William Shakespeare is regarded as one of the greatest (if not, THE greatest) writers in the history of the English language, contributing some of the greatest plays and sonnets in all of human history. Despite living almost five hundred years ago, his work is still read by students in classrooms around the world and his plays have been translated into every major language. In honor of the Ides of March, which is mentioned in one of the most famous lines of his tragedy "Julius Caesar," we've collected tattoos from five of his most prolific plays and shared our thoughts on the legacy of each story. Take a look at the tattoos in the gallery below and let us know your thoughts on this story on social media.

"Romeo and Juliet"

In 1597, William Shakespeare's best known play debuted, "Romeo and Juliet." In this tragedy, two star-crossed lovers from feuding families from Verona, Italy meet, fall in love and ultimately end their lives, which in the end brings their families together. Over the years, the play has inspired a number of songs, ballets and of course, the treasured 1997 film "Romeo + Juliet" starring Leonardo DiCaprio and Claire Danes as the titular characters.

Hamlet

In 1601, Shakespeare premiered his tragedy "Hamlet," which was his longest play at 30,557 words. The story is set in Denmark and follows the story of Prince Hamlet, who seeks revenge on his Uncle who murdered his father in order to obtain the throne. It contains one of the most quoted lines in all of Shakespeare's collective works, which is "Alas, poor Yorick!" which draws on one of the play writer's central themes: corruption.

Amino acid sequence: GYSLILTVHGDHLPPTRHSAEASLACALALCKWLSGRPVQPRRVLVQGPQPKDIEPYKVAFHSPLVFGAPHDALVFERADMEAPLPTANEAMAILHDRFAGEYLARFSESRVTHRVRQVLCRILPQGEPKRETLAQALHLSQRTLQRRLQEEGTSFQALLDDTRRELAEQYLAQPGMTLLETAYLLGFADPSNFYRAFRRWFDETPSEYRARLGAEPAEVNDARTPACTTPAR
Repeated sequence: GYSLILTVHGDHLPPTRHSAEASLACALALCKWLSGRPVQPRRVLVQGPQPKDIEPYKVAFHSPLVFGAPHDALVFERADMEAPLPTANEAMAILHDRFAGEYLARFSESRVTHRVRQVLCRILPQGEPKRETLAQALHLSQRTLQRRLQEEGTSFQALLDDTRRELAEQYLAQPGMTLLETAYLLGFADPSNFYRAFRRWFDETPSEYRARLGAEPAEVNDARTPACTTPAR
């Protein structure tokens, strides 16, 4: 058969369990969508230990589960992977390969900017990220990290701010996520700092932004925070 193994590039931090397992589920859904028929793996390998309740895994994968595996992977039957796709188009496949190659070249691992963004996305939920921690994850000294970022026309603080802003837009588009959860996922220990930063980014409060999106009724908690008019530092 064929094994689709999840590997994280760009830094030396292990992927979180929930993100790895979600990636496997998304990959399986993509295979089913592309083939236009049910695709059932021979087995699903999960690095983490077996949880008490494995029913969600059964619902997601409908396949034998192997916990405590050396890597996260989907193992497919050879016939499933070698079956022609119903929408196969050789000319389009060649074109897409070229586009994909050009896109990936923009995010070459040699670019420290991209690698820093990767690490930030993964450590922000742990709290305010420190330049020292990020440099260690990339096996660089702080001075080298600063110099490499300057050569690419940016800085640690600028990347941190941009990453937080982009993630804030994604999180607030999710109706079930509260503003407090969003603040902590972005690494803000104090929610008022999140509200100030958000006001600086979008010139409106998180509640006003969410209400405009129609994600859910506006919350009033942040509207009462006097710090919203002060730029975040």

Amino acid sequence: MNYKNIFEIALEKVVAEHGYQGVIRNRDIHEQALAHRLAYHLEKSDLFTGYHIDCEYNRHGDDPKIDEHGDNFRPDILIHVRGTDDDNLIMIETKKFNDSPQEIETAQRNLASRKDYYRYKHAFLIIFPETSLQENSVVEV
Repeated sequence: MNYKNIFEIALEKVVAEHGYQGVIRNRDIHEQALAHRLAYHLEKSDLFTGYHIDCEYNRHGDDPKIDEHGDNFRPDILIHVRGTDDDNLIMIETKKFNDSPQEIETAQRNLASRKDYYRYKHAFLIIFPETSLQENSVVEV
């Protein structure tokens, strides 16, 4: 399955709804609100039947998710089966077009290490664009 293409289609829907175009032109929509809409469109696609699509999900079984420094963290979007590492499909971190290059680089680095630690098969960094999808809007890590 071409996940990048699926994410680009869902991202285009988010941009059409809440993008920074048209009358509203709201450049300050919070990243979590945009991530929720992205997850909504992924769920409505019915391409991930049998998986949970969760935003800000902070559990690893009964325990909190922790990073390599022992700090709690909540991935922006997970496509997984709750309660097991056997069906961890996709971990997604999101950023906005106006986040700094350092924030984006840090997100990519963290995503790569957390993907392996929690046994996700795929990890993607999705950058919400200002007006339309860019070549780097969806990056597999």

Julius Caesar

Shakespeare took plenty of inspiration from true events for his plays, such as his 1599 tragedy "Julius Caesar." This play takes place in 44 BC and follows Brutus, who plots the murder of Julius Caesar, in order to prevent him from becoming dictator of Rome. The Ides of March directly correlates with this play, as March 15th is the date Caesar was assassinated and in the play, a fortune teller says to him "Beware the Ides of March."

Macbeth

In 1606, Shakespeare's "Macbeth" premiered and told the story of a Scottish general named Macbeth who was given the prophecy that he'd be King of Scotland one day by three witches. After being pursued by his wife, he murders the king and takes the throne. However, the guilt and power soon overwhelm him and he descends into madness. One of the most notable film adaptations of "Macbeth" hit theaters in 1971 and was Roman Polanski's first film after the murder of his wife, Sharon Tate.

Antony and Cleopatra

One of the last tragedies that Shakespeare wrote was "Antony and Cleopatra," which tells the tale of the epic romance between Roman general Mark Antony and Queen of Egypt Cleopatra, beginning with the Sicilian revolt and ending with Cleopatra's suicide by the bite of an Egyptian cobra. One of the most famous dramatic retellings of Cleopatra's story premiered in 1963 and starred Elizabeth Taylor as the titular character. The film features actor Richard Burton as Antony, who also played the protagonist in Broadway's 1964 run of "Hamlet."